3/25/97:More scrubbing. I also have the heater ducting out and have taken a ScotchBrite pad to it to get the surface rust removed from it. I did notice a concentration of rust which makes me think there's a leak near the wiper motor on the passenger side, so I'll check it the next time I'm over working on it. Cleaned and re-greased the rear sections of the parking brake cable.

3/24/97:Polishing chrome. Since I have the instrument panel removed, I'm taking the opportunity to remove the surface rust from the chrome of the guage bezels, A simple SOS pad knocked it right off and they look brand new now. The turn signal lever needs a bit more attention, and it'll need some paint since the rust was a little thicker on it.

3/23/97:Front end's turn. AFter more cleaning of the inside of the pumpkin, I installed the pinion into the front axle, and discovered two more seals that aren't listed in the manual (stamped 17036). I'll have to get these before I can put the ring carrier back into it. These are outboard of the ring carrier bearing races on each side. Re-installed the driveshafts front and rear.

3/22/97:Rear-end closed. Bolted the diff cover onto the housing and re-attached the brake lines. The part number in my manual listed the wrong size shoes, so I have to exchange them before I can install the brakes and rear wheels. Removed the instrument panel to check the oil pressure and fuel gauages. Both work normally when voltage is applied, so I'll have to hunt the problem down with a circuit trace.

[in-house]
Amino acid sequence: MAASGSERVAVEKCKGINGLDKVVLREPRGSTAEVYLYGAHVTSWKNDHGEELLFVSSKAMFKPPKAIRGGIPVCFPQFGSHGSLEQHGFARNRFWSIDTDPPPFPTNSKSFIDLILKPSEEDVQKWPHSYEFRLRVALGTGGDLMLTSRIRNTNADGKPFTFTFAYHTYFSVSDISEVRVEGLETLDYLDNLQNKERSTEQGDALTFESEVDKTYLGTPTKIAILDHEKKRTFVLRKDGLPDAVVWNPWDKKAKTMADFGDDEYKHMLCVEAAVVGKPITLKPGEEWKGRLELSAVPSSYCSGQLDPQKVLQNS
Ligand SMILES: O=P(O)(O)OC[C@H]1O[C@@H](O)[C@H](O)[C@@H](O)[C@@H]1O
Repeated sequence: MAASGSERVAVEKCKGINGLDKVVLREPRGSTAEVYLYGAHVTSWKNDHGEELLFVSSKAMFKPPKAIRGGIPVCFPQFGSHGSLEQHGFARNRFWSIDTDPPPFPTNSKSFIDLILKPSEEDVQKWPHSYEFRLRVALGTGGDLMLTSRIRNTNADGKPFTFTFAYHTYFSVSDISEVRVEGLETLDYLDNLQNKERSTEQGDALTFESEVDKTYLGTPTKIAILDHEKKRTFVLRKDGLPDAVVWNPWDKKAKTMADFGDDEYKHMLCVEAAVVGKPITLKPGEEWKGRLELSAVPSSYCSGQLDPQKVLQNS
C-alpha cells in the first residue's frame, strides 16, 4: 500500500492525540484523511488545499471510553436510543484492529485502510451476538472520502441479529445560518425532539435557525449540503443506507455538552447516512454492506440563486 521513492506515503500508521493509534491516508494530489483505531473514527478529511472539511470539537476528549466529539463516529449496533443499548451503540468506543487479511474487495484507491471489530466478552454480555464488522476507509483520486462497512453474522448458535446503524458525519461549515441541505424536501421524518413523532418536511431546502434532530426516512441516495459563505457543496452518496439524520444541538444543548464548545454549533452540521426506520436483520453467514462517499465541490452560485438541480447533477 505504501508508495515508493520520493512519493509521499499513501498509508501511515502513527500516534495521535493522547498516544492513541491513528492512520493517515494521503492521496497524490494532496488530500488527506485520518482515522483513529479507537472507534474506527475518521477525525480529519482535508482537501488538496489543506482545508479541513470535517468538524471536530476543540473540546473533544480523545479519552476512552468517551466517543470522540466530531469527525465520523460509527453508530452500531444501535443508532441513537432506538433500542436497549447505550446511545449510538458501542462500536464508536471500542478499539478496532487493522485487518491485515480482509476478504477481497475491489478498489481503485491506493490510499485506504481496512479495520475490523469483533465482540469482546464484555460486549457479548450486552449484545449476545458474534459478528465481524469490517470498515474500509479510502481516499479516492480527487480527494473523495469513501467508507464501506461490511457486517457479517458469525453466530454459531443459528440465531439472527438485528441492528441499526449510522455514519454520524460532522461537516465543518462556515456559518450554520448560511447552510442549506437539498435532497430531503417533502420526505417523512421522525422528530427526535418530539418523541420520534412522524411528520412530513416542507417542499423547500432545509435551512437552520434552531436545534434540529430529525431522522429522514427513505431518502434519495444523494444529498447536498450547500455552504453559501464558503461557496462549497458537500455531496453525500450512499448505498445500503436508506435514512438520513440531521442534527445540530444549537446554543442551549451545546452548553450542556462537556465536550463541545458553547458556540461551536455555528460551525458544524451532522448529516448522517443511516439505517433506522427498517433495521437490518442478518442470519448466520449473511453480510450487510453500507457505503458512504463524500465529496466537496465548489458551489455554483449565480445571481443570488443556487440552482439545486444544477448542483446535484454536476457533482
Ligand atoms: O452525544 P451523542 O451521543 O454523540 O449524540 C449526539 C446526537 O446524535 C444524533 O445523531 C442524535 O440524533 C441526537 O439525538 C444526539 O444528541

3/17/97:Rear end ready. After a few more attempts at getting the pinions bearing preload correct, we finally get the pinion, seal, and yoke installed into the pumpkin. As an aside, after measuring the preload shims twice, we still had to add more to the original thickness to get the tension right (just FYI). If I ever build another diff after the front one, it'll be *much* too soon. Installed the ring carrier and, fortunately, the original shims gave the proper amount of backlash. Got the rear axles/bearings installed and mounted the backing plates onto the axle tubes.

3/16/97:Diff stuff. I took the opportunity to fill the transfer case with oil (through the vent hole since the access panel was still off). I installed the pinion races with the sppropriate shims. The yoke had rusted away at part of the lip that the seal rides on. My dad brazed it all around and milled it down, but it took a while to get the excess/flux out of the splines. BTW, the front yoke is about .250" longer than the rear. We reasoned ourselves into putting the shims for the bearing preload on the wrong side of the front bearing and it took us over an hour to get it back out. A much closer look at the service manual showed where the shims should have gone, so I'll attack it again Monday. Installed the flywheel shroud/cover.